Some family groups think it’s too liberal. Some industry types think it’s too conservative. Some government bodies think it’s too ineffective.
The Rating Board of the Classification and Rating Administration (CARA) takes flak from all sides. Some family groups think it’s too liberal. Some industry types think it’s too conservative. Some government bodies think it’s too ineffective.
All sides seem to agree that the movie rating system is misleading, but their reasons for thinking so vary.
Maybe it’s time to give the folks at the Rating Board a break.
CARA “is funded by fees charged to producers/distributors for the rating of their films,” according to the Motion Picture Association of America (MPAA) Web site. The president of the MPAA chooses the chair of the Rating Board.
Although a film’s submission to the Board is voluntary, many theaters won’t exhibit films that are not rated (NR). So most films are rated, and the result often displeases many folk.
Take the National Institute on Media and the Family. One month ago, it published a study in the journal Pediatrics examining not only movie ratings, but television and video game ratings as well.
“When an entertainment industry rates a product as inappropriate for children, parent raters agree that it is inappropriate for children,” the study concluded. “However, parent raters disagree with industry usage of many of the ratings designating material suitable for children of different ages.”
Members of the Rating Board are parents themselves. They “must have a shared parenthood experience, must be possessed of an intelligent maturity, and most of all, have the capacity to put themselves in the role of most American parents,” according to mpaa.org.
The report also concluded that “the economic temptations to down rate a product to capture a larger audience have increased.”
Yet Jack Valenti, MPAA president and CEO, praised theater owners for partnering with the MPAA to make the ratings system a success.
“The best kept secret of our industry is that exhibition and distribution are the only enterprises in America that voluntarily turn away revenues in order to redeem the pledges we have made to parents,” Valenti said in an MPAA press release.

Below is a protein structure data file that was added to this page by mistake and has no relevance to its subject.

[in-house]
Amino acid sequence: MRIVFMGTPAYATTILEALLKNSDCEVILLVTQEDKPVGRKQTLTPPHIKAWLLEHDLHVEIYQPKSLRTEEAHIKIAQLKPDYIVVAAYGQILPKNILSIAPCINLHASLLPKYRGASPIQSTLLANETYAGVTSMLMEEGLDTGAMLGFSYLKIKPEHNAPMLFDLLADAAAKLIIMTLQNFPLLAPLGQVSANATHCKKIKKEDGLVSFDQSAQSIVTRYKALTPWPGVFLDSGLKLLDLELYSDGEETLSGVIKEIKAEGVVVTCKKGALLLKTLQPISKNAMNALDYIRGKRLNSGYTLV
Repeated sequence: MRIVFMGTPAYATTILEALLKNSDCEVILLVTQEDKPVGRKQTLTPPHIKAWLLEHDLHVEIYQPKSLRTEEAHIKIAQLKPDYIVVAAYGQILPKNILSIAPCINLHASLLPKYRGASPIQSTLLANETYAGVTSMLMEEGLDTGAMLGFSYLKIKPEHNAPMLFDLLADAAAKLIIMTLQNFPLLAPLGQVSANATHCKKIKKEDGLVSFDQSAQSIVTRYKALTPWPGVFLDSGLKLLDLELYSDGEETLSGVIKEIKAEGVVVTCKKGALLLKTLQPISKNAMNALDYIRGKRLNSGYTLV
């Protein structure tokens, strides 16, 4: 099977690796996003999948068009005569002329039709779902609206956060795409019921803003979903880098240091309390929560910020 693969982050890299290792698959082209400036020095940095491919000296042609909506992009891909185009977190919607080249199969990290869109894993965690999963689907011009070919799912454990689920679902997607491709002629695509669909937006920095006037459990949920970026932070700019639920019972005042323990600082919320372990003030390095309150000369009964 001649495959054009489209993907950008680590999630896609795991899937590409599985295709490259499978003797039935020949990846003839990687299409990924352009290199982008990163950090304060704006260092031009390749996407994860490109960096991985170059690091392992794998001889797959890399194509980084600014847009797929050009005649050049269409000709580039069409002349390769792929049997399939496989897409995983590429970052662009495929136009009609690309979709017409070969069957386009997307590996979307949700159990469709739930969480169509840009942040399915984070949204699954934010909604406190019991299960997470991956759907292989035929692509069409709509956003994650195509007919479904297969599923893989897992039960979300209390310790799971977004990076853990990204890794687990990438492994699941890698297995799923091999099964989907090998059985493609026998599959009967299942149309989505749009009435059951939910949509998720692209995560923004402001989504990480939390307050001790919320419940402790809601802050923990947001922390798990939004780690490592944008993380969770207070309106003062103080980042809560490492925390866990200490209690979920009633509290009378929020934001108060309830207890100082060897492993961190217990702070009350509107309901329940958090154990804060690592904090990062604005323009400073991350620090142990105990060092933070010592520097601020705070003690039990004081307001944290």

Film industry players have problems with the ratings process too, but for different reasons.
“You can get away with all sorts of things in a raunchy teen comedy, but when you make a movie about reality, you’re held to a different standard,” said John Stockwell, director of the new movie “crazy/beautiful,” in the Los Angeles Times.
Stockwell cited his desire to show one character refusing another character’s efforts to get him drunk.
“It would be great for kids to see the hero of the movie stay sober and continue to be cool,” Stockwell told the Times.
So Stockwell wanted to show Kirsten Dunst’s character spinning out of control, drinking and doing drugs. He would then contrast this behavior with that of the hero, played by Jay Hernandez.
But the scene is not in the final cut of the movie. Why?
“Because to show Hernandez refusing to drink, Stockwell had to show Dunst drinking in the first place, and if Disney wanted any chance at all of marketing the film to teenagers, the film had to have a PG-13 rating–and the MPAA wouldn’t give it a PG-13 if Stockwell showed even a hint of Dunst drinking or doing drugs,” Patrick Goldstein wrote in the Times.
An R rating has become a kiss of death for teen-oriented films, due to marketing restrictions stemming from last September’s Federal Trade Commission (FTC) report on marketing violence to children.
“It’s perfectly OK for studios to make crude, R-rated teen movies with cartoonish sex and violence,” wrote Goldstein, “but the same studios suddenly get squeamish about political fallout when it comes to marketing R-rated teen movies that deal with sex and violence as serious subjects.”
Goldstein pointed to Miramax Films, which neglected to release “O” (a teen version of “Othello”) for two years because of its serious, R-rated content, but was eager to release “Scary Movie 2,” a film rated R “for strong sexual and gross humor, graphic language and some drug content,” according to filmratings.com.
This catch-22, as Goldstein phrased it, “speaks volumes about our culture’s attitude toward teenagers that the system Washington and Hollywood have designed to protect our children now makes it far easier for them to experience tawdry fantasies than reality.”
And what about Washington and ratings?
On July 11, Sen. Joe Lieberman (D-Conn.) will convene the Senate’s Committee on Governmental Affairs to discuss ratings systems.
Roughly one year ago, Lieberman and other political leaders issued an “Appeal to Hollywood.” The appeal, available at Lieberman’s Web site, was “a call for higher standards and a new ethic of responsibility.”
And last fall’s FTC report hardly made Hollywood feel good. The report stated, for example, that 80 percent of the movies it studied which were rated R for violence were marketed to children under 17.
So folks claim ratings mislead parents, which lead to movies that mislead teens, which cause impressions that mislead perceptions of reality.
And all this from a few letters and numbers like G, PG, PG-13, R and NC-17.
Ratings aren’t a substitute for our own discernment, and movies aren’t a substitute for our own reality.
With that in mind, give the Rating Board a break. And take the advice given on one of its posters: Exercise Responsibility.
Cliff Vaughn is BCE’s associate director.